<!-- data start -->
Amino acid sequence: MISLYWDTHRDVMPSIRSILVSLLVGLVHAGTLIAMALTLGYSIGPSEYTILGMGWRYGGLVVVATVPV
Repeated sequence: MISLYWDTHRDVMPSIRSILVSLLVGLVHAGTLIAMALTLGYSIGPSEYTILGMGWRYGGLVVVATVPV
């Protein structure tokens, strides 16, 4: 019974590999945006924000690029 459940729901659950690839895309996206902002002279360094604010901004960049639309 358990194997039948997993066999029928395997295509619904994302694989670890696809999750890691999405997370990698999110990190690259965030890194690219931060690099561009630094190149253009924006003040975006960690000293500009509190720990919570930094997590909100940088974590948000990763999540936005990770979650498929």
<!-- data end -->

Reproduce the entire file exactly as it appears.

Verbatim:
Amino acid sequence: MISLYWDTHRDVMPSIRSILVSLLVGLVHAGTLIAMALTLGYSIGPSEYTILGMGWRYGGLVVVATVPV
Repeated sequence: MISLYWDTHRDVMPSIRSILVSLLVGLVHAGTLIAMALTLGYSIGPSEYTILGMGWRYGGLVVVATVPV
């Protein structure tokens, strides 16, 4: 019974590999945006924000690029 459940729901659950690839895309996206902002002279360094604010901004960049639309 358990194997039948997993066999029928395997295509619904994302694989670890696809999750890691999405997370990698999110990190690259965030890194690219931060690099561009630094190149253009924006003040975006960690000293500009509190720990919570930094997590909100940088974590948000990763999540936005990770979650498929």